Saturday, March 1, 2008

French Bread

French Bread
Did I ever mention that I like to procrastinate? I would be a professional procrastinator if I could but I'm sure the pay is pretty crappy. I figured I would have plenty of opportunities to do the Daring Baker challenge but before I knew it, it’s the last week of February! I'll just blame the fact that February is a super short month. The only day I had time to do the challenge was today, which is technically posting day. Eek! Down to the wire here!


As always, we have lovely hostesses who select our secret recipe and this month, the wonderful duo Mary aka Breadchick, writer of The Sour Dough, and Sara of I Like to Cook chose something that I’ve always wanted to make, French bread! And not just any French bread, Julia Child’s French bread, the bread she devoted 18 pages to in her Mastering the Art of French Cooking Vol 2. If you’ve read her memoir, My Life in France, you will know just how much of Julia loved to bake and how much time and effort she devoted to that one recipe. She made boulangerie style French bread accessible for the home cook!

The day started off beautifully, it was bright and sunny and my kitchen was 68 degrees, perfect dough rising conditions. After a donut and tea for breakfast, I rolled up my sleeves to tackle the dough making. Nothing like feeling the warm morning sun hit your face and hearing the *slap slap slap* of bread dough hitting the side of the KitchenAid bowl. After the machine did most of the work, I kneaded for a few minutes by hand to feel the dough, making sure to give it a good poke to test its springiness. Then back into the bowl, covered with a towel, for a long 5 hour rise. Who wouldn’t like a warm 5 hour long nap?

Then after the dough tripled in size, I gently shaped it for the second rise of 2 hours. It was beautiful after the second rise. The top was smooth and domed and it was absolutely gorgeous. After reading the instruction on how to form a batard, I was afraid I would mess up because it sounded pretty complicated so I decide to just make one large loaf. Then I gently coaxed the dough out of the bowl again and shaped it into a large loaf. It made some funny hissing noises as some of the gas bubbles popped, which made me giggle. Then after shaping the dough into the loaf, I gently placed it on a parchment paper lined cookie sheet for the final nap. It was like my little bread baby, so cute! Then under covers again for the final 2 hour rise.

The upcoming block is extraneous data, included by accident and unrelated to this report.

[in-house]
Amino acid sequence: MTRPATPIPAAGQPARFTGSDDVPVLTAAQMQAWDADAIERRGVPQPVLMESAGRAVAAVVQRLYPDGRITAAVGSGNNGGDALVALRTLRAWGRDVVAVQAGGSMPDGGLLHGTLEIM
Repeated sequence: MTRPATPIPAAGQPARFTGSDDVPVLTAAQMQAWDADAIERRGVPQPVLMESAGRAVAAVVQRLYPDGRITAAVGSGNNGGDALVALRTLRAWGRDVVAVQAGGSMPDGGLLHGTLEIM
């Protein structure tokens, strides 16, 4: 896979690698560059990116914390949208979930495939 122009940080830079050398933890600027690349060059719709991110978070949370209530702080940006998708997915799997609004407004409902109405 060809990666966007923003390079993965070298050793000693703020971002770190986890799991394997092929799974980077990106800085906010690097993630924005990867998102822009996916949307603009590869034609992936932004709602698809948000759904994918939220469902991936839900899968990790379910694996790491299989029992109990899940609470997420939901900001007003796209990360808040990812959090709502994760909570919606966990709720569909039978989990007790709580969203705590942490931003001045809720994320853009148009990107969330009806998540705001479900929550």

Finally, I preheated my stone, slashed the loaf with a razor blade, brushed water on the outside, and slid it into the oven.

French Bread
The Results:
After 25 minutes, I checked the internal temperature of the bread with my Thermapen and it was only 160 degrees F. Weird! Either my brand new Thermapen is off or my oven is off. I kept the loaf in the oven for another 5 minutes and took it out because I was afraid of overbaking.

The crust was a beautiful golden brown and shatteringly crisp, it was just gorgeous. Unfortunately, my slashes didn’t serve their purpose, I thought they were deep enough but on the finished loaf, they looked very superficial and they didn’t allow the steam to escape, instead the bread split open near the bottom. Am I suppose to slash a little deeper or should I not have brushed water over them? After cooling for 2 hours, I sliced into it and I was a little disappointed. The crumb was too dense and a little chewy/gummy. Where did I go wrong? I was really careful when I handled the dough but maybe I didn’t let it rise enough the third time. Maybe I should have baked it longer since the crumb was a little gummy, is that because the bread is underbaked and the interior is still too moist? It tasted really good but it was a little yeasty. Did I do something wrong? What should I do differently next time?

All in all, I still give myself a pat on the back for making a pretty decent loaf of French bread. I wish the interior could have been a little airier and fluffier but I’m still happy with how it turned out. I’m really proud of the crust because I’ve never been able to get bread to look that good. The crust was my favorite part, it was so thin and crispy. Yum! Now I can cross French bread off my list but I know this is a recipe I will repeat over and over until I can get it just right.